Monday, February 10, 2014

The Islamic System of Government

The opening of the farcical (probably intended as such) "negotiations" between powerless pro-Taliban negotiators selected by the government of Pakistan and equally powerless pro-Taliban negotiators selected by the Taliban (2 of their representatives, including cricket star and political buffoon Imran Khan, have already dropped out) has led to a rash of TV appearances by various luminaries discussing the suitability or otherwise of the Taliban's demand that "Western Democracy" be replaced by the "Islamic System" in Pakistan. In this debate the Islamists obviously have a huge advantage, in that the founder of the state promised a state "based on Islamic ideals" where there will be "nothing but Quranic principles as our constitution",  the first constituent assembly duly passed an "Objectives resolution" that states that Pakistan will be a state where Muslims can live "in accordance with the teachings and requirements of Islam as set out in the Holy Quran and the Sunnah" and the current constitution includes detailed "Islamic" provisions including the statement that no law shall be repugnant to the holy quran and sunnah. Still, there is some wriggle room in that the anti-Islam panelists can raise the question of "whose Islam" and thus defer the enforcement of Quran and Sunnah till such time as agreement can be reached about what it is that the Quran and Sunnah actually require of us. In the interest of the infidels and unislamic panelists, I want to point them towards a more substantive argument: The Shariah as traditionally understood (and various left wing Iranian jokers notwithstanding, there IS no other shariah yet) simply has NO POLITICAL SYSTEM. 

 No details about division of powers, method of selection of ruler, transfer of power, institutions of the state, etc etc. Nothing. Nada. There is no there there. If shariah is the set of rules and laws put together by the jurists of the four madhabs of Sunni Islam (nobody pretends that Pakistan is about to enforce some sort of Shia shariah, so that is besides the point) then they are practically nothing except detailed rules of inheritance, marriage laws and few penal regulations (regarding robbery, adultery, alcohol, murder but not, for example, about rape or transporting banned drugs across state lines). There are, of course, endless arguments about minor rules of social and personal conduct and hundreds of volumes of conflicting fatwas about farting during prayers and prayers to be said before and after sex.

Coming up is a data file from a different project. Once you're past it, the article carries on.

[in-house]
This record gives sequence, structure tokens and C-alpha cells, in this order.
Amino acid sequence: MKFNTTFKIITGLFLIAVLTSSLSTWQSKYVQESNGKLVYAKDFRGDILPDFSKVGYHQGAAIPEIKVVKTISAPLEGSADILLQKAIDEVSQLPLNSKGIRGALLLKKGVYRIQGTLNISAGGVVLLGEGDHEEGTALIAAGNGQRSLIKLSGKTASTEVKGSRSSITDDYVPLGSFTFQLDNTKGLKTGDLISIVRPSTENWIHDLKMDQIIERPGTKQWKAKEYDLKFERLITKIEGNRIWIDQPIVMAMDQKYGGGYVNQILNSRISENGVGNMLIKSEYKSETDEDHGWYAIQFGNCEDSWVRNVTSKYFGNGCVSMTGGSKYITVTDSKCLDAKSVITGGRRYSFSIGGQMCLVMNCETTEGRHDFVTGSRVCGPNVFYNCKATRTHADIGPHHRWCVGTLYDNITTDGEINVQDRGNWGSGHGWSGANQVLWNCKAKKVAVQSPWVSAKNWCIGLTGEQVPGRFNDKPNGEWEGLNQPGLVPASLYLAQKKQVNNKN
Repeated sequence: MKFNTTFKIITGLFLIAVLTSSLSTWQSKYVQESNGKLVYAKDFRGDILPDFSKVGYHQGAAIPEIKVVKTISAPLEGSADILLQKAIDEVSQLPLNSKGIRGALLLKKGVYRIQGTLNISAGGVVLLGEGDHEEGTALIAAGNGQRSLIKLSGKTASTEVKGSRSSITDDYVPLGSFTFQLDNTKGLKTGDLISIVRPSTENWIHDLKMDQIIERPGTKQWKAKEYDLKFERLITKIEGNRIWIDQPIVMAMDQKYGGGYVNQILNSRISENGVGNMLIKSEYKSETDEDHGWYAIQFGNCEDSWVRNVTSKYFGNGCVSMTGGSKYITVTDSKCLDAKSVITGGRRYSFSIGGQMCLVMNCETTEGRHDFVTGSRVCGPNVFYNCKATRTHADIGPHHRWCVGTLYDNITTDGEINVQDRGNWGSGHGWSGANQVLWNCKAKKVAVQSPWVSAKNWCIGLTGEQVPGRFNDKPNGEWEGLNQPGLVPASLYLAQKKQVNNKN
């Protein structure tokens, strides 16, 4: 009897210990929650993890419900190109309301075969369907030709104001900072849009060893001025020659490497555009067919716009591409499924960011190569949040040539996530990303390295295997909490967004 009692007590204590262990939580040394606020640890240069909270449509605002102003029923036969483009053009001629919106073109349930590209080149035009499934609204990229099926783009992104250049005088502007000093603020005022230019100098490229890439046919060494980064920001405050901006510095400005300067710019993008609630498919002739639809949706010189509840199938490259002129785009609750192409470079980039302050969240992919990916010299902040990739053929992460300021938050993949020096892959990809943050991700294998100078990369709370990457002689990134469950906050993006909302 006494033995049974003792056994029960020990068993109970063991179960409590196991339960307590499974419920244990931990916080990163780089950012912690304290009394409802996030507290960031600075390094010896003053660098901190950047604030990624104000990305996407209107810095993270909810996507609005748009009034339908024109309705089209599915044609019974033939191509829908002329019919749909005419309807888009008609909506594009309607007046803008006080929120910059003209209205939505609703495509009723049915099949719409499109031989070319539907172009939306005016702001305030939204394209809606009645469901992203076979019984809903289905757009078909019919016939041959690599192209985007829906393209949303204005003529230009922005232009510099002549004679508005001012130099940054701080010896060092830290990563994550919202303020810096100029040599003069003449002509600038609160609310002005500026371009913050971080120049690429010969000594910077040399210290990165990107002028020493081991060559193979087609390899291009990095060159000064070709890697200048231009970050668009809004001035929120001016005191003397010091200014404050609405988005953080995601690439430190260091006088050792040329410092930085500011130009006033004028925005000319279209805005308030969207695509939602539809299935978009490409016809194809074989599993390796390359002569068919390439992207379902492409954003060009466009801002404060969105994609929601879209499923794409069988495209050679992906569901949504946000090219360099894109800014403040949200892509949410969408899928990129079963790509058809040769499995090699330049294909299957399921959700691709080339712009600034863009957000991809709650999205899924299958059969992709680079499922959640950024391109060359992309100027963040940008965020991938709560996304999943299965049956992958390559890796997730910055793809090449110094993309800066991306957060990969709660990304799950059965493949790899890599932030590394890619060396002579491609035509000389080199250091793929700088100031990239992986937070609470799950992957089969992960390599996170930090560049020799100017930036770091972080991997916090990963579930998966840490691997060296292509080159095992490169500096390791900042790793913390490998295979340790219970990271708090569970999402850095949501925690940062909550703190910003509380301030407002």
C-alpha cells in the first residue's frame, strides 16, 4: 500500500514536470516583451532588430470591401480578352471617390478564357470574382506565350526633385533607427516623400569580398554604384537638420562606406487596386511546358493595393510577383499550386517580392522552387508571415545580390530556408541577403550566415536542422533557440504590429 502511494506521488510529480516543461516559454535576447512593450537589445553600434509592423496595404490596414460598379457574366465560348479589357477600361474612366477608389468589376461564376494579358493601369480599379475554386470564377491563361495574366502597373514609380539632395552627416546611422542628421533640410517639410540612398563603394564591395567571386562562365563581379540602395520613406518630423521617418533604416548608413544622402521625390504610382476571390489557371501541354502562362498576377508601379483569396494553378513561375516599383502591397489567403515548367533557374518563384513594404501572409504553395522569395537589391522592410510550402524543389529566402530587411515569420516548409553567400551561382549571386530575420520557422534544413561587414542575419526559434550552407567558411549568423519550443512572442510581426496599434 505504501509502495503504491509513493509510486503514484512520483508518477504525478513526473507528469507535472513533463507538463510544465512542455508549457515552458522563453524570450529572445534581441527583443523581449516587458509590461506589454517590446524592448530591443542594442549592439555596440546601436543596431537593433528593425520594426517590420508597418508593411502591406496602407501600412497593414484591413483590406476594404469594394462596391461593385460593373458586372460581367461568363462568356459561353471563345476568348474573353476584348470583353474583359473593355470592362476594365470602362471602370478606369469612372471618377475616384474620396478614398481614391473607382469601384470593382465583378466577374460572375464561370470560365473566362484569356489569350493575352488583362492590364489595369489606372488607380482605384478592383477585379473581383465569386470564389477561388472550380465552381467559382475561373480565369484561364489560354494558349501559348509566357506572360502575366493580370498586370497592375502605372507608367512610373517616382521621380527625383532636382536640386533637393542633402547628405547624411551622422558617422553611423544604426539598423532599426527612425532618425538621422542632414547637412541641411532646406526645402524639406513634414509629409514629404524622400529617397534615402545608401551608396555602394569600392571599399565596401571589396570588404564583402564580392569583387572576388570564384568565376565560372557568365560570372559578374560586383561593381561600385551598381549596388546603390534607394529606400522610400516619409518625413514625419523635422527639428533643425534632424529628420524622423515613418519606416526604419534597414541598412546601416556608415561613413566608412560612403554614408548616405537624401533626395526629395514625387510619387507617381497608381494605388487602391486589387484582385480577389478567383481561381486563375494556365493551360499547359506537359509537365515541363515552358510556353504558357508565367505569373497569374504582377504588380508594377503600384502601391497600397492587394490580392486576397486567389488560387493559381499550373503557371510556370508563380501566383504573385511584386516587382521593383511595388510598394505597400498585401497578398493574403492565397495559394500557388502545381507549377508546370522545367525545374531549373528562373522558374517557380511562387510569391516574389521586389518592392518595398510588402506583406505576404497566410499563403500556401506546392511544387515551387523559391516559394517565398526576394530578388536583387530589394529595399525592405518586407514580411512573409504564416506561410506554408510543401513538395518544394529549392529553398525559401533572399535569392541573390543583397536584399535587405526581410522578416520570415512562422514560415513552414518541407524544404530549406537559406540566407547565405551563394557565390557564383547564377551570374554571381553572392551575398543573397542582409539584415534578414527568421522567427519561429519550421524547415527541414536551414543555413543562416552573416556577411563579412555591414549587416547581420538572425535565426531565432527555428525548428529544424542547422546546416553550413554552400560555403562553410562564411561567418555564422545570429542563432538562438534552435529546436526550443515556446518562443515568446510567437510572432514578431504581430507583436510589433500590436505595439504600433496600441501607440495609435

But there is practically nothing about the political system or the constitution of a modern state. Any ruler and any state arrangement is OK as long as it is nominally Muslims and enforces the above rules for its Muslim population (and some humiliating ones for its non-muslim population). Once this is made clearer, we can proceed further.

Unfortunately for the infidel panelists, where we proceed next is also troublesome. It will turn out that while the constitution of Pakistan (or ANY other constitution) is more or less kosher as far as division of powers, elections, parliaments and supreme courts is concerned, the shariah DOES have a few rules about alcohol, amputation of hands and conversation with women.... and those rules are not being enforced in Pakistan.
Back to square one.

On a more serious note, i highly recommend Carl Brown's Religion and State; the Muslim approach to politics. Must read.
Religion and State: The Muslim Approach to Politics